Appropriately enough, his Nov. 8 post has a picture of him dressed as Santa Claus. Perhaps that is one of those "hypnotic" images carefully calculated to help bury the controversy a little bit deeper, sweep it a little further under the rug (or the magic carpet, as the case may be). But I see it as richly symbolic...

But enough about JV. I'd rather focus on ME. :-)

a/good/lysstener said...

It's interesting Steve, that I think I know where you're going with this, and as I also think I've mentioned I see these characteristics in many of the girls I know. They don't want to be confronted about anything they do or did, it's always all about them, and in general they lead very undisciplined lives which they justify based on "the pursuit of happiness". The funny thing is I don't see much real happiness. I see a lot of *craziness* and reckless attempts to find fun for the moment, but there's always disappointment and heartache in the end anyway.

Cosmic Connie said...

This is getting back to self-centeredness/narcissism rather than sociopathy, but Alyssa's comments reminded me of the report Morley Safer has just completed for CBS, regarding the "millennial generation."

Tech-savvy and seemingly self-centered to the max, they're definitely a product of a world created by previous generations (duh). It's the old "we didn't start the fire" thing, a la the Billy Joel song.

My point is that even though baby boomers have thus far shouldered the lion's share of the blame (and scorn) for SHAM/New-Wage phenomena, there is clearly a huge market of millennials (as well as Gen-X's) who want to have it all without working for it very hard. Hence the popularity of "The Four-Hour Work Week" and, on a lesser scale, baby boomer Pat O'Bryan's "Your Portable Empire."

Not that I "blame" anyone of any generation for wanting to look beyond Corporate America for their bread and butter. Corporate America has, on many levels, failed its workers. Heck, I myself haven't had a "real" job since the late 80s. But overall, the often simplistic get-rich-quick-on-the-Net promises of the New-Wage capitalists are probably not doing much to help anyone except the hustledorks themselves. And all too often, they mix any practical advice they might offer with breathless hype and "Secret"-style magical-thinking (or other SHAM-ish stuff).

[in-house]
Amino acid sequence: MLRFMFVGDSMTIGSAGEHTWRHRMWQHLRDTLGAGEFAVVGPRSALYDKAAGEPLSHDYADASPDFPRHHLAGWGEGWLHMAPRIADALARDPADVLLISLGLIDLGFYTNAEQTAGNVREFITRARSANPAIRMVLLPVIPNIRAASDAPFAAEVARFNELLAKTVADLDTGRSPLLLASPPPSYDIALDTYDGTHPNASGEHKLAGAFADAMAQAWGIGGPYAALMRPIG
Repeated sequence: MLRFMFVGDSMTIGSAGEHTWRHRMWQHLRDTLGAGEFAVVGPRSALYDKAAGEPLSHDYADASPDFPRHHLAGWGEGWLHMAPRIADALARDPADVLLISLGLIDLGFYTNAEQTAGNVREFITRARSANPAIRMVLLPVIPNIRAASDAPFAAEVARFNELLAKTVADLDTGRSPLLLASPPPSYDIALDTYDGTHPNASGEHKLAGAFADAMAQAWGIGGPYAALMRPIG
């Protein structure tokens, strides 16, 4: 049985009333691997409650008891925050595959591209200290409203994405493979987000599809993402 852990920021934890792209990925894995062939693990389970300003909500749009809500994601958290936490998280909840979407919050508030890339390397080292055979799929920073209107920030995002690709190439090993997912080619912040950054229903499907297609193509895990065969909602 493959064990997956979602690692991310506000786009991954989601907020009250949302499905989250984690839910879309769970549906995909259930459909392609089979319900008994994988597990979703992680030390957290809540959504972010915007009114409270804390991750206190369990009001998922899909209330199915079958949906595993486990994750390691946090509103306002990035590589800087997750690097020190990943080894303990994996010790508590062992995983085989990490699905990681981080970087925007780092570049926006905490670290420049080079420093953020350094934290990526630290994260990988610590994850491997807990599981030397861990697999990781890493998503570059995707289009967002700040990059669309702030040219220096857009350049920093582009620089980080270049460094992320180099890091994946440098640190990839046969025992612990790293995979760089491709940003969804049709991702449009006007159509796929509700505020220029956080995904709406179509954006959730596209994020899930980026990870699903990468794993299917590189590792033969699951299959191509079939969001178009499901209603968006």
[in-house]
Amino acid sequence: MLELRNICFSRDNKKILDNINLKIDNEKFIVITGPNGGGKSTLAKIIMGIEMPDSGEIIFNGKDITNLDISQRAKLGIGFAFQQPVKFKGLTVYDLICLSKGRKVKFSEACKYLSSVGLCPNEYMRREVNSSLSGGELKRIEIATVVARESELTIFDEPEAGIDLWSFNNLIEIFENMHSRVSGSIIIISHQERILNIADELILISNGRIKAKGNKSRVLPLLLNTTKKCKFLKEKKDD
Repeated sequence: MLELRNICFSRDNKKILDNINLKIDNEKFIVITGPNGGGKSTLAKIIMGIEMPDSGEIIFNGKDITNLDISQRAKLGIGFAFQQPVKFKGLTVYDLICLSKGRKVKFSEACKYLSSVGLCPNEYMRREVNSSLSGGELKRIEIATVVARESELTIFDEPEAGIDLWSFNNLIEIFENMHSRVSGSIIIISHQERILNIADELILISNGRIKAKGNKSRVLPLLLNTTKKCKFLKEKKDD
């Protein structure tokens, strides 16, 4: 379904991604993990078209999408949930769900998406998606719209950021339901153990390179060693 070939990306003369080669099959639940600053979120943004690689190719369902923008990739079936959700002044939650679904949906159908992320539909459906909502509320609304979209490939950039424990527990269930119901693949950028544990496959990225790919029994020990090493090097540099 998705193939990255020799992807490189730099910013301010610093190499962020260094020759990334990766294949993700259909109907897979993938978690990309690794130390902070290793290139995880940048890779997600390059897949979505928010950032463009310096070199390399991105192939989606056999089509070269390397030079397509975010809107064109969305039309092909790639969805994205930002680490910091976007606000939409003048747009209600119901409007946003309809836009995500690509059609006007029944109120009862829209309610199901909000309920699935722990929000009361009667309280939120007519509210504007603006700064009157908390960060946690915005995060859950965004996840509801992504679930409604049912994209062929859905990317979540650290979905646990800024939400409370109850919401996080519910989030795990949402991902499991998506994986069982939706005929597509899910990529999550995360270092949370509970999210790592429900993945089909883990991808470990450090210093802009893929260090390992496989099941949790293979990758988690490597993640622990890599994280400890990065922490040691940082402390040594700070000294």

Anyway, Safer's report will air on CBS' "60 Minutes" this coming Sunday (tomorrow, Nov. 11). Meanwhile, here's a link to a video clip, for those who are interested:

Jenny Gesserit said...

Thanks, everyone, for the welcome into your little world.

Steve... Yes, it's not often that sociopaths confess themselves - it makes it hard to lie when someone knows you're a liar. The literature about sociopaths is pretty flawed, as far as I can tell. There are many degrees of sociopaths and not all of them fit nicely into a traditional definition. ;-)

Connie... I've got some narcissist traits of my own.. being a sociopath tends to include a superiority complex. ;-)

anonymousforobviousreasons said...

So I'm pretty sure I'm a sociopath. Why can't they come up for a cure for sociopathy? You know a pill or a surgery or something. They have a cure for everything else. Being that there is no cure I decided I would just off myself. I tried pretty hard too. I've lead myself to believe this is because I wanted to save everyone else from the pain and problems I cause. The truth is though I wanted to save myself from the pain and consequences my behavior causes to myself. Being a sociopath in this world is just too scary for me. I know I'm not normal and I don't belong. I try to control my behavior and hide my true self. Sometimes its just too difficult for me to manage though. Why didn't they just let me die? Society made me end of story. So Society is going to have to deal with me and stop complaining about the aftermath.

Anonymous said...

I believe that I was married to a sociopath for 32 plus years. I believe that a true sociopath always has to be right because if he believed that he was not right then that in of itself would require self-reflection which true sociopaths are incapable of. A sociopath can listen to others opinions, however, take caution and be careful never to critize one - the results could be dire.